The digital reincarnation of a national bestseller by KIT LEEE (now known as ANTARES)

Saturday, November 3, 2007

The Newspaper Junkie


First thing every morning, the same old routine. Pick up the papers and check the headlines. Then start cursing and fuming and swear you're going to cancel the subscription. It's been like this for years. You tell your friends you only read the comics and the sports pages; the kids want to know what's on TV; the wife likes looking for bargains in the chain store ads and the classifieds. Giving up the newspaper habit is almost as hard as trying to stop smoking. You know it's bad for your mental health. Reading the newspapers makes you anxious and pessimistic, and it puts you in a foul mood. But you have to keep yourself up-to-date with what's happening - or so you've been told. Anyway, how much information do you want to lug around in your brain all day? Will the newspapers tell you that 15 million earthworms drowned in last week's flash flood - or that on Wednesday at 5 a.m. Rozlinawati binti Razalie ran away from her parents' Felda Scheme shanty and experienced ecstasy?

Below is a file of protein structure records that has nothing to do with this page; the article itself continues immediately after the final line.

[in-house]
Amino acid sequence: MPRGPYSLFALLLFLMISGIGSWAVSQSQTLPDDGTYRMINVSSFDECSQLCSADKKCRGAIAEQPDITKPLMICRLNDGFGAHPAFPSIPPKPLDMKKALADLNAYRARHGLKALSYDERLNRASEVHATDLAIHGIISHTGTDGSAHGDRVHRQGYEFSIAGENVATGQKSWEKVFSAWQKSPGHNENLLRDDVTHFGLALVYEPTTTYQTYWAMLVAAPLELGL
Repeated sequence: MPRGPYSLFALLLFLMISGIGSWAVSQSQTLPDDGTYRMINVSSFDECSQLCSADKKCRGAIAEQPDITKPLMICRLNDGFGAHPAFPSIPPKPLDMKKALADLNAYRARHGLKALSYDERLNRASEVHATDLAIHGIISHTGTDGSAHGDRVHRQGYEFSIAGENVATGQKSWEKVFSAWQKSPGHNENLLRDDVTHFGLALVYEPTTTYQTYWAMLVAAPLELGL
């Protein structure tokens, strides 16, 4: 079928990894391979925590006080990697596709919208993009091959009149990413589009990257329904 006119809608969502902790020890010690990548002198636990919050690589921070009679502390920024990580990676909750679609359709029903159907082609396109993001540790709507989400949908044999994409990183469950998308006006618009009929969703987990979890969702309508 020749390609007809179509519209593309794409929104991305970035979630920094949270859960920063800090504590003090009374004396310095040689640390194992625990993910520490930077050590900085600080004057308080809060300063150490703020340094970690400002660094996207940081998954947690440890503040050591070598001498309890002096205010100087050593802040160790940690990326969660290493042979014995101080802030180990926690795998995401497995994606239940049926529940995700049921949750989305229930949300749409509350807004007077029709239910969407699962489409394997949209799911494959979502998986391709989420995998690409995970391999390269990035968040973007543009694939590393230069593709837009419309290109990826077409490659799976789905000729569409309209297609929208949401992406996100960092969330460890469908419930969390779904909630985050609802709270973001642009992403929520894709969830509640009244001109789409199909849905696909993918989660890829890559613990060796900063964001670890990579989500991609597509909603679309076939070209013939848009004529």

I've kicked the Newspaper Habit quite a few times myself. The initial rush of restored optimism always makes me feel great... until I happen to walk past a newsstand and suffer an idiotic compulsion to quiver with mute outrage or giggle cosmically (it all depends on my energy level at the time). Still, at 50 sen* a shot one has a choice of Laughing Gas or NSThetic. Who needs a dentist - your teeth simply fall out from a chronic diet of pap and pulp. Chew on this, all you Newspaper Junkies!


GLOSSARY

NST - established national daily; New Straits Times (Enesty is the best policy).


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*In 2007 the cost of befouling your brains has shot up to RM1.20 per day.



2 comments:

maria said...

Besides newspaper, we can read those news from website such as thestar, NST, Chinapres....

Flakey Foont said...

I know, Maria. The Internet is something young folks take for granted. In 1988 when this essay was written only a handful actually owned computers and you had to speak Basic or Fortran. The famous "www" hadn't been heard of in Malaysia and dot-com would have referred to punctuation marks (period, comma, OK?).

In any case, though you can access the same old tripe online, many are addicted to the daily routine of flipping through the newspapers first thing every morning while sipping their coffee. Such a nitpicker you are :-)